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NEWS
April 20, 2000 | By Rich Henson, INQUIRER STAFF WRITER
The state Supreme Court has barred a Montgomery County judge from hearing the custody dispute involving a mother who fled the country with her two children and the millionaire father who searched the world to bring them home. The high court issued the order last week in response to a petition filed on behalf of the mother, Ellen Dever, by her attorneys, Richard A. Sprague and William H. Lamb. The justices, who did not state a reason for removing Judge Rhonda Lee Daniele, also barred any other Montgomery County judges from the case.
NEWS
September 7, 1995 | By Joseph A. Slobodzian, INQUIRER STAFF WRITER
A federal judge has ordered a new trial for a man serving life for a notorious robbery and murder 24 years ago, ruling that the city prosecutor purposely excluded African Americans from the jury that convicted him. In a one-paragraph order Tuesday, U.S. District Judge Marvin Katz wrote that the District Attorney's Office must retry Edward Sistrunk within 90 days or set him free. Donna Zucker, chief of the district attorney's federal appeals unit, said Katz's ruling would be appealed to the Third U.S. Circuit Court of Appeals.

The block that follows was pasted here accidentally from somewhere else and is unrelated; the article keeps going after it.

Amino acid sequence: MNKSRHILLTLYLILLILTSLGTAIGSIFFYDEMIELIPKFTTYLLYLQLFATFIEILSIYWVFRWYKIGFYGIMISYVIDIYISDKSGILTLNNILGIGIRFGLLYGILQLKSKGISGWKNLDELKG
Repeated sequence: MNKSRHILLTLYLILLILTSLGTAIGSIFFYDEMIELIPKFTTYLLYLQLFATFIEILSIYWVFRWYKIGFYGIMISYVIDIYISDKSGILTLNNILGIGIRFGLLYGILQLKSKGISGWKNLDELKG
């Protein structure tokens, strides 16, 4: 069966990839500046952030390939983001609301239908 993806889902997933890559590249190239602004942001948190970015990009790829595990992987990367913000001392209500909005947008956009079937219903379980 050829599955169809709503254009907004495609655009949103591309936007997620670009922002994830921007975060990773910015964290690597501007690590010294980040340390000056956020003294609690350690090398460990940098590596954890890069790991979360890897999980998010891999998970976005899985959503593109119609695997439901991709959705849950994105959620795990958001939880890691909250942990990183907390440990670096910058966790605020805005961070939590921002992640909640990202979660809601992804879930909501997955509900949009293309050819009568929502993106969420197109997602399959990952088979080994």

NEWS
June 28, 2011 | By Jesse J. Holland, Associated Press
WASHINGTON - States cannot ban the sale or rental of ultraviolent video games to children, the Supreme Court ruled, 7-2, Monday, rejecting such limits as a violation of young people's First Amendment rights and leaving it to parents and the multibillion-dollar gaming industry to decide what children can buy. The high court threw out California's 2005 law covering games sold or rented to those under 18, calling it an unconstitutional violation of...
NEWS
November 10, 2001 | By Barbara Boyer INQUIRER STAFF WRITER
The Pennsylvania Supreme Court handed convicted murderer and onetime counterculture guru Ira Einhorn a legal defeat yesterday when justices denied, without comment, his request that the high court seize control of his legal odyssey. The decision clears the way for Einhorn, who was convicted in absentia in 1993, to seek a new trial in Common Pleas Court. On Wednesday, Common Pleas Court Judge D. Webster Keogh is scheduled to rule on Einhorn's request for a new trial in the 1977 death of his onetime girlfriend Holly Maddux.
NEWS
November 18, 1986 | Daily News Wire Services